In The Great Gatsby, is Daisy is a victim of her social class and society's restlessness?
Daisy is a not a victim of her social class and society's restlessness. Instead, she is a great manipulator, preserving her desired lifestyle at all costs.
That is a great question! I could not classify Daisy as a victim, but you could certainly make a case for that based on the struggles women faced during this era of American history. Instead, I'd make a case based on the following criteria.
Daisy chose Tom. She could have had Gatsby (or many other men, it seems), yet Tom was her choice. I think she went into this marriage with her eyes wide open. She knows who calls Tom during dinner. She hears his racial slurs. And she knows that this is part of the package she signed up for. That's likely why she wants her daughter to be a beautiful little fool; Pammy can therefore be married to someone with family money—just like her father—and not be bothered by the way her husband will eventually treat her. Daisy has a chance to leave Tom and share her life with someone who adores her, but she doesn't take it. This is the defining moment, I believe. She intentionally chooses status over a better life, so it's hard to see her as a victim of circumstance.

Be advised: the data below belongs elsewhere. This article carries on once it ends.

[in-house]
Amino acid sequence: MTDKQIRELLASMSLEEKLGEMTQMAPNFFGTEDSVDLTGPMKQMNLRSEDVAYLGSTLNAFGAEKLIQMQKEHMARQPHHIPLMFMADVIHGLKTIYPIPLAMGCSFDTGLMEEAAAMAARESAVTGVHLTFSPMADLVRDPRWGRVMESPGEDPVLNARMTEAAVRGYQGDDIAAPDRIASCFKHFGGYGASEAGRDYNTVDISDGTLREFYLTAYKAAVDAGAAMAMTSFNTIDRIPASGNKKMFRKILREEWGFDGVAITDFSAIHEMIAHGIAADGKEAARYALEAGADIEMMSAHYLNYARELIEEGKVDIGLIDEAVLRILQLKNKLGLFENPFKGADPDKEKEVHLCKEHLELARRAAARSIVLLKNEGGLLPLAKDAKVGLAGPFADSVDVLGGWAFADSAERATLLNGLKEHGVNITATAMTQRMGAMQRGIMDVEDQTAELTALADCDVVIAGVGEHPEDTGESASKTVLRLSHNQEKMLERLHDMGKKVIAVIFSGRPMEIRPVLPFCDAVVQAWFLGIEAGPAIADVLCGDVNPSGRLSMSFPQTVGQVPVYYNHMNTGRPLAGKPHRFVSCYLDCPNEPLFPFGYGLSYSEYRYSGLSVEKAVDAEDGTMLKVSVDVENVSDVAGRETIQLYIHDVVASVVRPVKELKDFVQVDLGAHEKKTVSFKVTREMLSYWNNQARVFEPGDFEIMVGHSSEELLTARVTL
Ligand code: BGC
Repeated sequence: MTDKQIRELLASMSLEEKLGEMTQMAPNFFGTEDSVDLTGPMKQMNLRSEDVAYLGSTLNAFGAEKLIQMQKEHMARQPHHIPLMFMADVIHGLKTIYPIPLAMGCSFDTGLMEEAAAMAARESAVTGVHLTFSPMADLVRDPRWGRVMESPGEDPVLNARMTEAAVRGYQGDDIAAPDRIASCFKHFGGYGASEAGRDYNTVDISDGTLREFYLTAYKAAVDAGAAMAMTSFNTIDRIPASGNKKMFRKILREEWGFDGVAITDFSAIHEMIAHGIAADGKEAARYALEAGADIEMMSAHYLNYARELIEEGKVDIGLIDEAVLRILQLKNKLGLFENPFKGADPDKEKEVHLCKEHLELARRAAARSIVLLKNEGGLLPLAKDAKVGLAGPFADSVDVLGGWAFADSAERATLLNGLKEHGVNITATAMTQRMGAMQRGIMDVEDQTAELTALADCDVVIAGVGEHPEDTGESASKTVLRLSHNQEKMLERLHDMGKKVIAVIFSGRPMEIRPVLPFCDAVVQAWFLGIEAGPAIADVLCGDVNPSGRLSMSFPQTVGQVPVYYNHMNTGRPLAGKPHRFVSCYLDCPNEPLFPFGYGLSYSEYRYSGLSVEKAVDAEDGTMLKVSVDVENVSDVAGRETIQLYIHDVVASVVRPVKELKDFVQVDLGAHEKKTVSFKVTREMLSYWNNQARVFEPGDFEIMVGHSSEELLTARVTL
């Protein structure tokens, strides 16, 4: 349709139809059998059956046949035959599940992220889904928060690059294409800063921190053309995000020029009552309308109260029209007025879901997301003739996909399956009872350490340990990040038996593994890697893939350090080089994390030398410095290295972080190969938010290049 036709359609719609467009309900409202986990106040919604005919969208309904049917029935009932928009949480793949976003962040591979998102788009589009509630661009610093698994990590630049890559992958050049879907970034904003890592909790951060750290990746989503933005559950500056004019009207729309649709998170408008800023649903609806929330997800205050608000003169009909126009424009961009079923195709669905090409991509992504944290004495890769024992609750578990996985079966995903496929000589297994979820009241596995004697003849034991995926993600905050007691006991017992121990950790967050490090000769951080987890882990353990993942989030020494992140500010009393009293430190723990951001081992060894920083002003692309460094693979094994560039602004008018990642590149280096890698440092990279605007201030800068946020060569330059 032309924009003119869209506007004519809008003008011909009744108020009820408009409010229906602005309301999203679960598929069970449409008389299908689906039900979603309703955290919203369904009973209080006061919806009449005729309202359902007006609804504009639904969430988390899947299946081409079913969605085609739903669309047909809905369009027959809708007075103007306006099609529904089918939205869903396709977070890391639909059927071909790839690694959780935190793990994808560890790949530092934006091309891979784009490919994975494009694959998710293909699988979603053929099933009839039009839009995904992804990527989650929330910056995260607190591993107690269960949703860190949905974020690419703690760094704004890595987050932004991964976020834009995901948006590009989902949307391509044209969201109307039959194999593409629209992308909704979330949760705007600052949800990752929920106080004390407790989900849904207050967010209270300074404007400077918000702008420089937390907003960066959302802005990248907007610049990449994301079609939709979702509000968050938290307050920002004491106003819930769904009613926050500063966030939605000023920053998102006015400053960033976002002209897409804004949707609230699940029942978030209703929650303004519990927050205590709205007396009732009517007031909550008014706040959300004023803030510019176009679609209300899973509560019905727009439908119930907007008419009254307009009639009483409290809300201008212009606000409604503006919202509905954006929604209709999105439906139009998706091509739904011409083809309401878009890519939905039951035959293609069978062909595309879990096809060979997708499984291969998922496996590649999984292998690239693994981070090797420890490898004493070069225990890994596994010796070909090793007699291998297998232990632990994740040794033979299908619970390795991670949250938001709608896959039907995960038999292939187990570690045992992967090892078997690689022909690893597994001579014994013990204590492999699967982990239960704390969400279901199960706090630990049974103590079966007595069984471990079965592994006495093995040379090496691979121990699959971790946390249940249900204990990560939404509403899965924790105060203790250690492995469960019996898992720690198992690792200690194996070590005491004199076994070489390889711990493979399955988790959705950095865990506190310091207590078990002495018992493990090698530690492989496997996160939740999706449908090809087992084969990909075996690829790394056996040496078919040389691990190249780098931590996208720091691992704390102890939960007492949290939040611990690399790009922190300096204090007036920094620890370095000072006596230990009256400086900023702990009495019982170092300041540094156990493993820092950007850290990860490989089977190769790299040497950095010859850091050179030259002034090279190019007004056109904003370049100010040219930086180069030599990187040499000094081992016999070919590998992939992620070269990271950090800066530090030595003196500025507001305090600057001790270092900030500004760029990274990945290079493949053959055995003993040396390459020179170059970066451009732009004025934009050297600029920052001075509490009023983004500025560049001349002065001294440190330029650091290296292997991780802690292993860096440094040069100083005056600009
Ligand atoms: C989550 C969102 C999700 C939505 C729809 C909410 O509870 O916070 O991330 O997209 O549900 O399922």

Daisy is also just not a decent person, which Gatsby is blind to, of course. She's willing to have an affair with Gatsby. She's willing to kill a woman and then leave, seemingly without any remorse. She's willing to allow Gatsby to take the blame for all of her actions so that she doesn't have to take responsibility herself. Daisy manipulates this situation and Gatsby so that she can avoid any negative fallout and then quickly moves on with her life with her unfaithful husband.
Daisy does enjoy great material comforts, and society doesn't ask that she do much in return. But she's not a victim. Instead, I see her as a great manipulator, creating a world that best serves her needs and preserves her desired way of life.
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